Monthly Reports[edit | edit source]

The Witnesses believe it is their duty to devote as much time as possible to the propagation of Esperanto, and they must deliver monthly proselytization reports to the community leader. The members who do not present this report are known as neĝisostuloj (literally "not-to-the-bone-people", i.e. not fully Esperantists) and receive the community leader's counsel that they should begin preaching. Those who do not present proselytization reports for six consecutive months are considered kabeintoj (apostates).

Here is an example of one such report:

Esperanto English
Mi havas amikon kiu ŝatas lingvojn kaj lingvistikon, kvankam ne tiom, kiom al mi. Jam de kelkaj jaroj mi parolas al li pri Esperanto, kun la espero, ke li ekinteresiĝu kaj eĉ ekstudu ĝin. I have a friend who loves languages and linguistics, although not as much as I do. For a few years now I have been speaking to him about Esperanto, with the hope that he would become interested and begin learning it.
Mia amiko ĉiam estis tre pacienca kun mi kaj miaj aferoj, eĉ se li rigardas ilin kiel strangaĵoj aŭ stultaĵoj. Sed alitage li preskaŭ enuiĝis kun mi kiam mi, unu fojon plu, pruvis konvinki lin pri la virtoj de Esperanto. My friend had always been very patient with me and my affairs, even if he looked at them as strange or stupid. But the other day he became fed up with me when I tried, one more time, to convince him of the virtues of Esperanto.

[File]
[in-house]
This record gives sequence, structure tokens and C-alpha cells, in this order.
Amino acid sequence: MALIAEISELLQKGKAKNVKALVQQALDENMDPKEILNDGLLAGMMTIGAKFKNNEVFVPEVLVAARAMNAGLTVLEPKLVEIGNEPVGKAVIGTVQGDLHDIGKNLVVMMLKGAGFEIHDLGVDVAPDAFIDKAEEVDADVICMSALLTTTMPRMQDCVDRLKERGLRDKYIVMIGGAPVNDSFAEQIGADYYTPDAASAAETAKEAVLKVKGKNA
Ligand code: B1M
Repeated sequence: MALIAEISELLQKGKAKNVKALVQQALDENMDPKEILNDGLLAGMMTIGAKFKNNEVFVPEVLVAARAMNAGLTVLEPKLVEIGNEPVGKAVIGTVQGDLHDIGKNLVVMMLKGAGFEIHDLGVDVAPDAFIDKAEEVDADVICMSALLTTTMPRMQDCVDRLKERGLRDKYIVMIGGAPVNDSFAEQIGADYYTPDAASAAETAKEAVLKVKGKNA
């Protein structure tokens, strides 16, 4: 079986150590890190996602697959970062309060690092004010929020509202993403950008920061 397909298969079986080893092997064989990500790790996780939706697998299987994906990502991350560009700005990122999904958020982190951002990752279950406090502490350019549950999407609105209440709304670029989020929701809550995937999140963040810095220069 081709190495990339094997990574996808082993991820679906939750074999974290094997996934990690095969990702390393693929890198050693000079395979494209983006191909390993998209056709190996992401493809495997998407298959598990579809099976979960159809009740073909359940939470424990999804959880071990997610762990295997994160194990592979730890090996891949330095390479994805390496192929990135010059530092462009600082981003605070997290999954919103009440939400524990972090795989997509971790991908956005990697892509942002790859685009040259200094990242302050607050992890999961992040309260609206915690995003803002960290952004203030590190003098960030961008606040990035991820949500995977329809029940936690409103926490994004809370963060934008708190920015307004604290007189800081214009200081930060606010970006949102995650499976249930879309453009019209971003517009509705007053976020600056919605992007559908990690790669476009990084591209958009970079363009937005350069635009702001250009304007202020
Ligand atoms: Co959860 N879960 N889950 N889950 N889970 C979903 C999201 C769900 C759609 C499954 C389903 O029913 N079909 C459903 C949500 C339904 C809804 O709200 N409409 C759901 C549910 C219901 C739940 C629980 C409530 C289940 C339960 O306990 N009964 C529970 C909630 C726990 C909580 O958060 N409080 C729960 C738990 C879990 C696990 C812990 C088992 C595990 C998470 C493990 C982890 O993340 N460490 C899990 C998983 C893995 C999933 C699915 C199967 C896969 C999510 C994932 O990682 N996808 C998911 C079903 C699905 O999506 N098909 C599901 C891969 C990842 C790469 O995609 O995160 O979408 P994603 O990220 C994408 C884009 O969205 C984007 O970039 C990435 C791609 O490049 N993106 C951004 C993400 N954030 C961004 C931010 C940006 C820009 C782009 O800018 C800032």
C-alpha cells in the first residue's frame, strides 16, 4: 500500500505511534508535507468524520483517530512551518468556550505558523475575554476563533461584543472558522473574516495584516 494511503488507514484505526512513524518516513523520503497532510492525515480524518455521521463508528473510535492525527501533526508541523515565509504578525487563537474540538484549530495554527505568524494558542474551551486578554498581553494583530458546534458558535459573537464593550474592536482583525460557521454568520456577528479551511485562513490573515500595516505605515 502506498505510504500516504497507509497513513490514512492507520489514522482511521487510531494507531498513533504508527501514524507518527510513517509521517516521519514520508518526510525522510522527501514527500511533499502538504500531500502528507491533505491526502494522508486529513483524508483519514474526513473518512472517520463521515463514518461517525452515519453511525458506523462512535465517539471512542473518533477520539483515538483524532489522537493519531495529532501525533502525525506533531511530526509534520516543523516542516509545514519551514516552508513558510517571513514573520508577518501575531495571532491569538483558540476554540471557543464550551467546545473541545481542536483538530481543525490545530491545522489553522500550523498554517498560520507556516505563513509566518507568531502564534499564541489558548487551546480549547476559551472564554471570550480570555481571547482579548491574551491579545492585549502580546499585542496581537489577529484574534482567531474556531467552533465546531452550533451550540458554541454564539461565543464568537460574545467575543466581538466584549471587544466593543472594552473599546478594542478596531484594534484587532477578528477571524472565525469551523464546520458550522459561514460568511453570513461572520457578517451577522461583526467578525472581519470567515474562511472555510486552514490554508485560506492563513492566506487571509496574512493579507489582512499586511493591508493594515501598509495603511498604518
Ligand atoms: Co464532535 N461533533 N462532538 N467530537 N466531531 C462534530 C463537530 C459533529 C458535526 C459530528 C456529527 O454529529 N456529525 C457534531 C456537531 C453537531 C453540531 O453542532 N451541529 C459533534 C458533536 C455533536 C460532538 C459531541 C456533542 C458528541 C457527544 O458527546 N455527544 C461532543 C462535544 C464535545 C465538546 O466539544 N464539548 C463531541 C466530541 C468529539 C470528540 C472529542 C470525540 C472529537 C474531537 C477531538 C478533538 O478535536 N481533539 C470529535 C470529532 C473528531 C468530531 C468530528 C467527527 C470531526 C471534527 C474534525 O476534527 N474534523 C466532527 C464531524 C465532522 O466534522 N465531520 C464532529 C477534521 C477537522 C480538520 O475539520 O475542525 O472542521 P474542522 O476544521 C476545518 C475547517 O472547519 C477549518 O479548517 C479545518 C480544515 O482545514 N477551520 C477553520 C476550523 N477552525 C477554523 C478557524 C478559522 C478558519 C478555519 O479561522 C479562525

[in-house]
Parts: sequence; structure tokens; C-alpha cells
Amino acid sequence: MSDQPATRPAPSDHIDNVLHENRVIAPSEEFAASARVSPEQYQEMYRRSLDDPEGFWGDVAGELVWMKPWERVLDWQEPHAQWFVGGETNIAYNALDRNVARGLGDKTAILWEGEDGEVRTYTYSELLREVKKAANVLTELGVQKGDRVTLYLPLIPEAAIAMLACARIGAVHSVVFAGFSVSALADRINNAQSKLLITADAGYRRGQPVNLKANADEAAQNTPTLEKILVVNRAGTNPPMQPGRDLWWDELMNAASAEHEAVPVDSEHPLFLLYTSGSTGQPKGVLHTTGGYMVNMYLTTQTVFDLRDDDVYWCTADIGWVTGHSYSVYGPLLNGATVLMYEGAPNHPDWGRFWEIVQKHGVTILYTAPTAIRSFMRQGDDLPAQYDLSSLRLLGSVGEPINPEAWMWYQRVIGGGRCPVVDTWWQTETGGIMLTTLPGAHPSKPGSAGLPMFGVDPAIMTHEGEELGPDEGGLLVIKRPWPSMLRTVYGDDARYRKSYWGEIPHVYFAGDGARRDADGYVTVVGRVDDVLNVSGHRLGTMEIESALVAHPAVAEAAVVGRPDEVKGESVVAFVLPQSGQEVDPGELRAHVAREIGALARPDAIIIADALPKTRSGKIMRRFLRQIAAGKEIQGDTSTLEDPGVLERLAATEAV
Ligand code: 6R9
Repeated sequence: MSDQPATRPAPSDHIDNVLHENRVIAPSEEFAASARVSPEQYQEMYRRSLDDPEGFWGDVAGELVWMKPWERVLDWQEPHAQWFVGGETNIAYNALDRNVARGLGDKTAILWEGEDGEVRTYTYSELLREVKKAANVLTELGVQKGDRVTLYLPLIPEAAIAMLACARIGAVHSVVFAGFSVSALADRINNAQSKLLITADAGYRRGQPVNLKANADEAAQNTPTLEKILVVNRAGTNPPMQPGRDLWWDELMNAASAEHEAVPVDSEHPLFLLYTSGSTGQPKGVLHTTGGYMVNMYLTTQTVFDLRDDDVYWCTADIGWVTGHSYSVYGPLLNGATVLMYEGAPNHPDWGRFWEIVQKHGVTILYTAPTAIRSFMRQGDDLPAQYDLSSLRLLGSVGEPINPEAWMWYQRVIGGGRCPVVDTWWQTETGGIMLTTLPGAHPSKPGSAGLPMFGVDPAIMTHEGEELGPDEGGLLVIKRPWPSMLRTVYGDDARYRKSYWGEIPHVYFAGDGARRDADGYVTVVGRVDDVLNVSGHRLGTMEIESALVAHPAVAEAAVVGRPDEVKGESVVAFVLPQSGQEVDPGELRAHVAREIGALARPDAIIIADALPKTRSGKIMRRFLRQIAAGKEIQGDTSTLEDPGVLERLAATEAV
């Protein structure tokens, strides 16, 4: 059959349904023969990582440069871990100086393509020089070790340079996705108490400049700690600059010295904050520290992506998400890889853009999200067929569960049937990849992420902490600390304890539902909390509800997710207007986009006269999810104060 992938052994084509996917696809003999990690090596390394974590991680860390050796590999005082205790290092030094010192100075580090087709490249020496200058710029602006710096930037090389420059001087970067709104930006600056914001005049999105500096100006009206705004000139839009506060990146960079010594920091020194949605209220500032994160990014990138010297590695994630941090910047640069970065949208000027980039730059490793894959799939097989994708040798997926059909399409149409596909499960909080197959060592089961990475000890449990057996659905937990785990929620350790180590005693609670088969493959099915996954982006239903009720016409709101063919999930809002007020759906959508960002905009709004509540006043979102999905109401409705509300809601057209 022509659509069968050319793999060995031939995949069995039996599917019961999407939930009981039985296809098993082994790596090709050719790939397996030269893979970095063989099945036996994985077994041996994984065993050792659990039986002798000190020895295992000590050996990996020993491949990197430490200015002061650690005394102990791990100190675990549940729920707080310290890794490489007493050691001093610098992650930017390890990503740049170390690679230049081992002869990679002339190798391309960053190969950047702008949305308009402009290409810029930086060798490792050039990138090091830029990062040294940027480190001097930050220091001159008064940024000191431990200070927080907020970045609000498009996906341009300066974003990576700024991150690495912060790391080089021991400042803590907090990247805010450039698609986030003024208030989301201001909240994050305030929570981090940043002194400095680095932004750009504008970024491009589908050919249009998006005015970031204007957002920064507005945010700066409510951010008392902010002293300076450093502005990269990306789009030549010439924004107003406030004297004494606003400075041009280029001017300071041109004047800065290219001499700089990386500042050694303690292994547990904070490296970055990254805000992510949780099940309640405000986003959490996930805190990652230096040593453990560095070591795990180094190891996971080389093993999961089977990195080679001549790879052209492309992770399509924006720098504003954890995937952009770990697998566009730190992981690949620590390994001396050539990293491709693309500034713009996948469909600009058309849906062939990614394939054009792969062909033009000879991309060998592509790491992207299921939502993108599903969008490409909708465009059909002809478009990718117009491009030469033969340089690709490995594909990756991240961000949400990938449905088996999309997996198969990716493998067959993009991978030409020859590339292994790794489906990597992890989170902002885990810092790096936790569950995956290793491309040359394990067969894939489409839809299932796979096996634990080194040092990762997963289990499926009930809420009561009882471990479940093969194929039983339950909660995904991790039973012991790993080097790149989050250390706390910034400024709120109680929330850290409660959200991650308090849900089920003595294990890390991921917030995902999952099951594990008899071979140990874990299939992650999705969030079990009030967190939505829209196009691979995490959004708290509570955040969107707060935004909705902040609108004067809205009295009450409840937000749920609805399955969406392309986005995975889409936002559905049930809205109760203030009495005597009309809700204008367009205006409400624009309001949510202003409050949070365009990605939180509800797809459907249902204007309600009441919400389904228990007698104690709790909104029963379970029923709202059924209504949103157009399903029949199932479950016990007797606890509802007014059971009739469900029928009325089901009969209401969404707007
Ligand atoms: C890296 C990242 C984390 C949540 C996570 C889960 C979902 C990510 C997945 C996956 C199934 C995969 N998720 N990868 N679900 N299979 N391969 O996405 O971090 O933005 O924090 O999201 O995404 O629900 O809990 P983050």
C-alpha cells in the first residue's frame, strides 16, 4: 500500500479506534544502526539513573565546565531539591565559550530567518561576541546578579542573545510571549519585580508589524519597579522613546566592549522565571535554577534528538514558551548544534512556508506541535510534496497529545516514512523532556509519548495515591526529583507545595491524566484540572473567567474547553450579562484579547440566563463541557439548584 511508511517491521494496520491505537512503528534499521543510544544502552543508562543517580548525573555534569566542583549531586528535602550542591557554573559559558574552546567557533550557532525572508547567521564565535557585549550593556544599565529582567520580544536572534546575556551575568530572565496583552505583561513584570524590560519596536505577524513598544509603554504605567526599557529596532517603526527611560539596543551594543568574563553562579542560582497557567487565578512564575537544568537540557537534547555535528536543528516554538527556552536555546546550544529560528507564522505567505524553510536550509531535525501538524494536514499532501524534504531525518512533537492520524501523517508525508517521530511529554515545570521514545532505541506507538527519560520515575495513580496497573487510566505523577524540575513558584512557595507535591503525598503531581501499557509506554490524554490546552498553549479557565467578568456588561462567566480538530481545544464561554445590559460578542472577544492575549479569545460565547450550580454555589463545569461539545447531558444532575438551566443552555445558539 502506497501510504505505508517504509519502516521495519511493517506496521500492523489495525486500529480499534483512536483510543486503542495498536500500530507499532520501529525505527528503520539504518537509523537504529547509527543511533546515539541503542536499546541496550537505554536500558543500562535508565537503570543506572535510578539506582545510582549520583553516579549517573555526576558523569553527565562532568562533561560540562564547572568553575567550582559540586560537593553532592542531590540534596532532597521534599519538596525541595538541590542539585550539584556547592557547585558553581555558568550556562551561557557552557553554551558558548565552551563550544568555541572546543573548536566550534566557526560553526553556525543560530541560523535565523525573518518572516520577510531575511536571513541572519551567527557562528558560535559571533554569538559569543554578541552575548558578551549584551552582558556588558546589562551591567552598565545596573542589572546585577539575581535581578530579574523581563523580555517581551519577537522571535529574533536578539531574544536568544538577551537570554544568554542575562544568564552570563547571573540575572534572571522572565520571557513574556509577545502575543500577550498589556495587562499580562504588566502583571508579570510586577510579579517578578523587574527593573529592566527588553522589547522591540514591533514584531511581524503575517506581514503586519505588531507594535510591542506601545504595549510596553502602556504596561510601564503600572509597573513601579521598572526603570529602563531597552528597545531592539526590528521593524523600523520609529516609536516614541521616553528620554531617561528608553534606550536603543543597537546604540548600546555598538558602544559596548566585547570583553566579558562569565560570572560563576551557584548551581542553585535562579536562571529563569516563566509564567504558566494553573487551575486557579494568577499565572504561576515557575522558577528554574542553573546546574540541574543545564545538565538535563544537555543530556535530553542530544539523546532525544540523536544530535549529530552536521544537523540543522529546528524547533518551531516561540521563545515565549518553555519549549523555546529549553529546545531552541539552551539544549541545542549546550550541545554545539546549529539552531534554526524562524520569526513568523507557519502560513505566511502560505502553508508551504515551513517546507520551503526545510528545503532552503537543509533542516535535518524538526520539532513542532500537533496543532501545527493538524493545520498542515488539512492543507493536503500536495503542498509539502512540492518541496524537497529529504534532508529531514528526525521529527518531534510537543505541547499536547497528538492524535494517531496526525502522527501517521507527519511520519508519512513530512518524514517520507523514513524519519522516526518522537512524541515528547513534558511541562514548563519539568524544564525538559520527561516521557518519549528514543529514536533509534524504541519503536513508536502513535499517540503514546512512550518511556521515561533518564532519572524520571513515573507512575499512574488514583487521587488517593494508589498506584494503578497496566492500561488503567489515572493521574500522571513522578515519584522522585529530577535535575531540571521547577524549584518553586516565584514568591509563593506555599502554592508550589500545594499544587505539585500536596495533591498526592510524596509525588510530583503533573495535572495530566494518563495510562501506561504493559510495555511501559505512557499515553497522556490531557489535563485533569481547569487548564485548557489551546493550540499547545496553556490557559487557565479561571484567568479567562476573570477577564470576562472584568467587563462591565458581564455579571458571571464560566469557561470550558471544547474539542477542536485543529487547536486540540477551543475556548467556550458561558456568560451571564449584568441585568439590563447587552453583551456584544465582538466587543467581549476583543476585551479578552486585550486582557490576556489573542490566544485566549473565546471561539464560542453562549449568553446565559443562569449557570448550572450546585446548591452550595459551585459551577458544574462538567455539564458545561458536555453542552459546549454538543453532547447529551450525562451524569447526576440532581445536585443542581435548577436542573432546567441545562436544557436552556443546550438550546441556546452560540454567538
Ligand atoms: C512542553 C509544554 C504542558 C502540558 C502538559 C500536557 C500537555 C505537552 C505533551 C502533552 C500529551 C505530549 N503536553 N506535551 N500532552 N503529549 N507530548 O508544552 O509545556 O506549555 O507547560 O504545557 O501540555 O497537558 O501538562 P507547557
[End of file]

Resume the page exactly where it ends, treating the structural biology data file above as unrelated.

Mi jam rimarkis, ke li rigardas Esperanton kiel stultaĵo, kiel perdo de tempo, kiel io senutila kaj absurda. Fojfoje mi montris al li librojn kaj revuoj en Esperanto kiujn mi aĉetis kaj li rigardis ilin per malŝata rigardo, rigardante min poste kun la sama rigardo, kiel se la libroj en Esperanto kaj mi estus io strangega kaj malŝatinda. Kaj poste: -"Kaj kiom kustis tio al vi?" -"Kvin eŭroj". -"Psss" (kiel dirante: "kia stultaĵo elspezi monon je tiaj stultaĵoj en tia stulta lingvo"). I had already noticed that he saw Esperanto as stupid, as a waste of time, as something useless and absurd. From time to time I would show him books and magazines in Esperanto that I had bought, and he would look at them with displeasure, look back at me the same way, as if the books in Esperanto and I were something very weird and deserving of distaste. And then: -"How much did that cost you?" -"Five Euros." -"Pfft" (as if to say: "what idiocy, spending money on those dumb things in that dumb language").
Sed alitage li parolis pri Esperanto pli klare ol neniam kaj pruvis, ke li, kiel ĉiuj, estas plena de antaŭjuĵoj kaj eraraj ideoj pri la lingvo. But the other day, he spoke a little more clearly about Esperanto than he ever had before, and proved that he, like everyone, is full of prejudices and mistaken beliefs about the language.